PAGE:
Is it possible to rearrange the numbers 1,2......12 around a clock face in such a way that every two numbers in adjacent positions differ by any of 3, 4 or 5 hours?

problem icon

More Marbles

Age 11 to 14 Challenge Level:

I start with a red, a blue, a green and a yellow marble. I can trade any of my marbles for three others, one of each colour. Can I end up with exactly two marbles of each colour?

problem icon

Marbles

Age 11 to 14 Challenge Level:

I start with a red, a green and a blue marble. I can trade any of my marbles for two others, one of each colour. Can I end up with five more blue marbles than red after a number of such trades?

problem icon

Proofs with Pictures

Age 14 to 18

Some diagrammatic 'proofs' of algebraic identities and inequalities.

problem icon

Classifying Solids Using Angle Deficiency

Age 11 to 16 Challenge Level:

Toni Beardon has chosen this article introducing a rich area for practical exploration and discovery in 3D geometry

problem icon

There's a Limit

Age 14 to 18 Challenge Level:

Explore the continued fraction: 2+3/(2+3/(2+3/2+...)) What do you notice when successive terms are taken? What happens to the terms if the fraction goes on indefinitely?

problem icon

Impossible Sandwiches

Age 11 to 18

In this 7-sandwich: 7 1 3 1 6 4 3 5 7 2 4 6 2 5 there are 7 numbers between the 7s, 6 between the 6s etc. The article shows which values of n can make n-sandwiches and which cannot.

problem icon

Square Mean

Age 14 to 16 Challenge Level:

Is the mean of the squares of two numbers greater than, or less than, the square of their means?

problem icon

Mod 3

Age 14 to 16 Challenge Level:

Prove that if a^2+b^2 is a multiple of 3 then both a and b are multiples of 3.

problem icon

Magic Squares II

Age 14 to 18

An article which gives an account of some properties of magic squares.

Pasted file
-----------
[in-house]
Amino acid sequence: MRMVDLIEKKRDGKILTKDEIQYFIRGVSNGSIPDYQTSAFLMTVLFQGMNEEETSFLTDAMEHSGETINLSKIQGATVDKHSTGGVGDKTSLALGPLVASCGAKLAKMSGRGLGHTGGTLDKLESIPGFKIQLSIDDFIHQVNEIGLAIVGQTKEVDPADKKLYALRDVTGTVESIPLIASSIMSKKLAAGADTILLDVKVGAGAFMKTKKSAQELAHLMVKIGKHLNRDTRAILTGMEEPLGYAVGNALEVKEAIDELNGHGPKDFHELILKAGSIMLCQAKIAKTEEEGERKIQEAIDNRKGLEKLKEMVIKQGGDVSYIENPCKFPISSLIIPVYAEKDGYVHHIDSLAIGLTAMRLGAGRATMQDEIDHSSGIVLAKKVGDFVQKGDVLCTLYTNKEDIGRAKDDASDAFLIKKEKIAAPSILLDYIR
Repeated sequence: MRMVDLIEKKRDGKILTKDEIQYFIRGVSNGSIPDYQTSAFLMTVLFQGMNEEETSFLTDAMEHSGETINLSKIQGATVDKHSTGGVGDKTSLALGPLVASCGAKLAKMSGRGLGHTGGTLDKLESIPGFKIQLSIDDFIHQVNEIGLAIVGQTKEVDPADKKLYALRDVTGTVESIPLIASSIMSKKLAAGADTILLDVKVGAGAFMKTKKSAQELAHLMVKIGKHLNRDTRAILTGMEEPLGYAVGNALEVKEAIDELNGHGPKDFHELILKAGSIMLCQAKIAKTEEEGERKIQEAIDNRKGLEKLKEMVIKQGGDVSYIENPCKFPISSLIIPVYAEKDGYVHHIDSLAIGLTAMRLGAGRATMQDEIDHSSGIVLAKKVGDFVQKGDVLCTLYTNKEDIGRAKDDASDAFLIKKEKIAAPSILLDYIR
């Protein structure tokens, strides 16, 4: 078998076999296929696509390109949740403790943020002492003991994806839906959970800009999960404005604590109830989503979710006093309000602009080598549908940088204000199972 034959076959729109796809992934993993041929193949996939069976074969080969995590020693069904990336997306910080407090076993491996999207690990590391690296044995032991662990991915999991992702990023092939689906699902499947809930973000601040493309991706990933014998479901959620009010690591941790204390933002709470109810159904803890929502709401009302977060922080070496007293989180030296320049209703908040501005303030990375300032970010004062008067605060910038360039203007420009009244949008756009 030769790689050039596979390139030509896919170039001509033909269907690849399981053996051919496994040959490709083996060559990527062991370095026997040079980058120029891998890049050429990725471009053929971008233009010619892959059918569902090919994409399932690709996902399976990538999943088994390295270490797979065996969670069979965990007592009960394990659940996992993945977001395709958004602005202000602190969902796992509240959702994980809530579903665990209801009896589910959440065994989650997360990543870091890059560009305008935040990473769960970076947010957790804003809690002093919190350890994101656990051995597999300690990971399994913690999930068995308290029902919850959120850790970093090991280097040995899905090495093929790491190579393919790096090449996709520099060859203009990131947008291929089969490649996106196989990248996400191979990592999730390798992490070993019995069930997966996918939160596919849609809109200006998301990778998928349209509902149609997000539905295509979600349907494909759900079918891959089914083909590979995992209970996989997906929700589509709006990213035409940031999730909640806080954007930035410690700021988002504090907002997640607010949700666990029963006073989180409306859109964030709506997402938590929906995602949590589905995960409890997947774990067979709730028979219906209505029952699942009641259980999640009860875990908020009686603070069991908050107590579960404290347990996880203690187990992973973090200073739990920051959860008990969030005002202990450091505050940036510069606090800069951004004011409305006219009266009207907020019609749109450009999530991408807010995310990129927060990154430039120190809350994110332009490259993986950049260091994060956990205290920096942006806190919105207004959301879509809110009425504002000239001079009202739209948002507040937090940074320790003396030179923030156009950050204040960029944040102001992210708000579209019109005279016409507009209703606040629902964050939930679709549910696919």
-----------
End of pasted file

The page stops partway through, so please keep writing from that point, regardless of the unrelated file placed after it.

problem icon

Picturing Pythagorean Triples

Age 14 to 18

This article discusses how every Pythagorean triple (a, b, c) can be illustrated by a square and an L shape within another square. You are invited to find some triples for yourself.

problem icon

Always Perfect

Age 14 to 16 Challenge Level:

Show that if you add 1 to the product of four consecutive numbers the answer is ALWAYS a perfect square.

problem icon

Yih or Luk Tsut K'i or Three Men's Morris

Age 11 to 18 Challenge Level:

Some puzzles requiring no knowledge of knot theory, just a careful inspection of the patterns. A glimpse of the classification of knots and a little about prime knots, crossing numbers and. . . .

problem icon

A Knight's Journey

Age 14 to 18

This article looks at knight's moves on a chess board and introduces you to the idea of vectors and vector addition.

problem icon

Ratty

Age 11 to 14 Challenge Level:

If you know the sizes of the angles marked with coloured dots in this diagram which angles can you find by calculation?

problem icon

Long Short

Age 14 to 16 Challenge Level:

What can you say about the lengths of the sides of a quadrilateral whose vertices are on a unit circle?

problem icon

Pythagorean Triples II

Age 11 to 16

This is the second article on right-angled triangles whose edge lengths are whole numbers.

problem icon

Pythagorean Triples I

Age 11 to 16

The first of two articles on Pythagorean Triples which asks how many right angled triangles can you find with the lengths of each side exactly a whole number measurement. Try it!

problem icon

Take Three from Five

Age 14 to 16 Challenge Level:

Caroline and James pick sets of five numbers. Charlie chooses three of them that add together to make a multiple of three. Can they stop him?

problem icon

Angle Trisection

Age 14 to 16 Challenge Level:

It is impossible to trisect an angle using only ruler and compasses but it can be done using a carpenter's square.

problem icon

A Biggy

Age 14 to 16 Challenge Level:

Find the smallest positive integer N such that N/2 is a perfect cube, N/3 is a perfect fifth power and N/5 is a perfect seventh power.

problem icon

Mouhefanggai

Age 14 to 16

Imagine two identical cylindrical pipes meeting at right angles and think about the shape of the space which belongs to both pipes. Early Chinese mathematicians call this shape the mouhefanggai.

problem icon

Sixational

Age 14 to 18 Challenge Level:

The nth term of a sequence is given by the formula n^3 + 11n . Find the first four terms of the sequence given by this formula and the first term of the sequence which is bigger than one million. . . .

problem icon

Top-heavy Pyramids

Age 11 to 14 Challenge Level:

Use the numbers in the box below to make the base of a top-heavy pyramid whose top number is 200.

problem icon

Pareq Exists

Age 14 to 16 Challenge Level:

Prove that, given any three parallel lines, an equilateral triangle always exists with one vertex on each of the three lines.

problem icon

Mediant Madness

Age 14 to 16 Challenge Level:

Kyle and his teacher disagree about his test score - who is right?

problem icon

The Golden Ratio, Fibonacci Numbers and Continued Fractions.

Age 14 to 16

An iterative method for finding the value of the Golden Ratio with explanations of how this involves the ratios of Fibonacci numbers and continued fractions.